AHEAD OF THE CURVE: new china from China
Bristol Museum and Art Gallery
Contemporary Chinese art is relatively unfamiliar and this is one of the first opportunities to see fresh current work in Bristol. This show, touring from The Wilson in Cheltenham via Bristol Museum and Art Gallery and on to the Potteries Museum and Art Gallery in Stoke-on-Trent is a selection of work by 20 ceramic artists working in ceramics and glass. They are both established figures and recent graduates and cover a range of fields from fairly conventional pottery to conceptual and experimental forms. There is a strong thread running through much of the work rooted in the history of ceramics in China in which collaboration and team-working are important. This is reflected in pieces such as these by Wan Liya whose casts of commonplace plastic containers are delicately decorated in famille-rose floral designs outsourced to professional decorators. The glassmakers on the other hand have abandoned the vessel and convention in favour of cast and kiln-formed sculptural pieces. Guan Donghai’s dense and heavy City Gates combine references to early Chinese ceramics and cultural identity whilst carrying motifs and calligraphy taken from metal street furniture. Playing on the adaptability of meaning the character that signifies telecoms becomes honesty; meter becomes confession.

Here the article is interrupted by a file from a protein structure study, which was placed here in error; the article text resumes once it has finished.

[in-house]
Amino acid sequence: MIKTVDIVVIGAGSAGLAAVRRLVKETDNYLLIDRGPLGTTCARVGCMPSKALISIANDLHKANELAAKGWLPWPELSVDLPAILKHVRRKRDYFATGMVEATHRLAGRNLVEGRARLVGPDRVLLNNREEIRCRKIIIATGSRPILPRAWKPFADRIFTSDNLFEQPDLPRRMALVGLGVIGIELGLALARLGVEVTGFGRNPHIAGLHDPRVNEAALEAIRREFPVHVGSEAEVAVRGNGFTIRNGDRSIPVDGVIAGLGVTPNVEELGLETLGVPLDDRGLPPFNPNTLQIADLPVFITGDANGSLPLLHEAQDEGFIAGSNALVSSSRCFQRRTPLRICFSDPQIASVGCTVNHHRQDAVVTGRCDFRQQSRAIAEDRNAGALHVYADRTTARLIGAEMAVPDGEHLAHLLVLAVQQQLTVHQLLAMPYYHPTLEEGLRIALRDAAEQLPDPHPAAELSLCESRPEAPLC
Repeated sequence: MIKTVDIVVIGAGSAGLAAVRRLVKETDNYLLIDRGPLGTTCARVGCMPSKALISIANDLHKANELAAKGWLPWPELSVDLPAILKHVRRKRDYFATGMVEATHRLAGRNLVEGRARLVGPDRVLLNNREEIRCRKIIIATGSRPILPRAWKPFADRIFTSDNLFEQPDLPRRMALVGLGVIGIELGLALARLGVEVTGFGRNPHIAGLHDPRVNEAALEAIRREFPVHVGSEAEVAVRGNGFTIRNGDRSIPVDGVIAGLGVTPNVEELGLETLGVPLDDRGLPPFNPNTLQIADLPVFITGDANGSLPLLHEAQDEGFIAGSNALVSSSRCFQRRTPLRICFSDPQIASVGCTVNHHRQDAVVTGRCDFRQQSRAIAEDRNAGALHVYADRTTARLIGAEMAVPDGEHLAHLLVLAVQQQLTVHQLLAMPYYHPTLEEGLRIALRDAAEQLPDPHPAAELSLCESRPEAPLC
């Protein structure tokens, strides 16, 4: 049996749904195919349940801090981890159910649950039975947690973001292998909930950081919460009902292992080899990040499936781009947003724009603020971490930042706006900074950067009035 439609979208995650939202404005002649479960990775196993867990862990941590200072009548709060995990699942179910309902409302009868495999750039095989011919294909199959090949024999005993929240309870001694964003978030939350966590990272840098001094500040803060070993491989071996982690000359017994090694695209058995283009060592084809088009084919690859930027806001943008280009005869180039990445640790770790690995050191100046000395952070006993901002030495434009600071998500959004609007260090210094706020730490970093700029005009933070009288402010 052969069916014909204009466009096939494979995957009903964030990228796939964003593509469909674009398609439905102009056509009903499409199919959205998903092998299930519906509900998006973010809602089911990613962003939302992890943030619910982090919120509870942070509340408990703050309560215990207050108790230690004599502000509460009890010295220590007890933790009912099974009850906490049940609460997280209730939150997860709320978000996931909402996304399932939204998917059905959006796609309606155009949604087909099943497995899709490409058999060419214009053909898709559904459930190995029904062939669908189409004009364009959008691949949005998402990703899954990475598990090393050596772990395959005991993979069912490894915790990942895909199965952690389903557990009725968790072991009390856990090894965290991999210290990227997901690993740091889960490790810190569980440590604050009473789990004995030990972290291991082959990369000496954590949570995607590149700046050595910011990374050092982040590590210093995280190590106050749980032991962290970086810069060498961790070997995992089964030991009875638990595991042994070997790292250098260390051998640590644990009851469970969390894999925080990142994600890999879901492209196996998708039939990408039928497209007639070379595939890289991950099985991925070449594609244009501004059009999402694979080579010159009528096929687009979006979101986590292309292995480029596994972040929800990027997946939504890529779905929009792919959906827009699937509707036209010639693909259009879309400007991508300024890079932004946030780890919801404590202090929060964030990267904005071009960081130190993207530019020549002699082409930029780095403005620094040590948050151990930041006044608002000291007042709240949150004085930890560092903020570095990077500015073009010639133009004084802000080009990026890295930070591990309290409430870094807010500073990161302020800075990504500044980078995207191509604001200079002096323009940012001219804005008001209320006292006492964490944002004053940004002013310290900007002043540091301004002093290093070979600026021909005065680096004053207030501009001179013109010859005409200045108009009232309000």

Amongst the ceramics, the work that I found most interesting was that of Wu Hao. Of all the pieces here, these were the least Chinese in feel. The tightness and precision of much of the other work has been abandoned in favour of a more Japanese/American looseness and sense of fun. They reminded me particularly of Goro Suzuki’s subversive take on traditional Japanese teawares. In that sense much of the work here whilst having a distinct Chinese voice reflects a strong awareness of international studio/sculptural ceramics since the 1970s. A particular interest in working with industrial processes and with industrial potters is something that has become increasingly explored and perhaps the Chinese are most able to take it on. Non-Chinese artists such as Takeshi Yasuda and Felicity Aylieff have been amongst many working with potteries in Jingdezhen in recent years.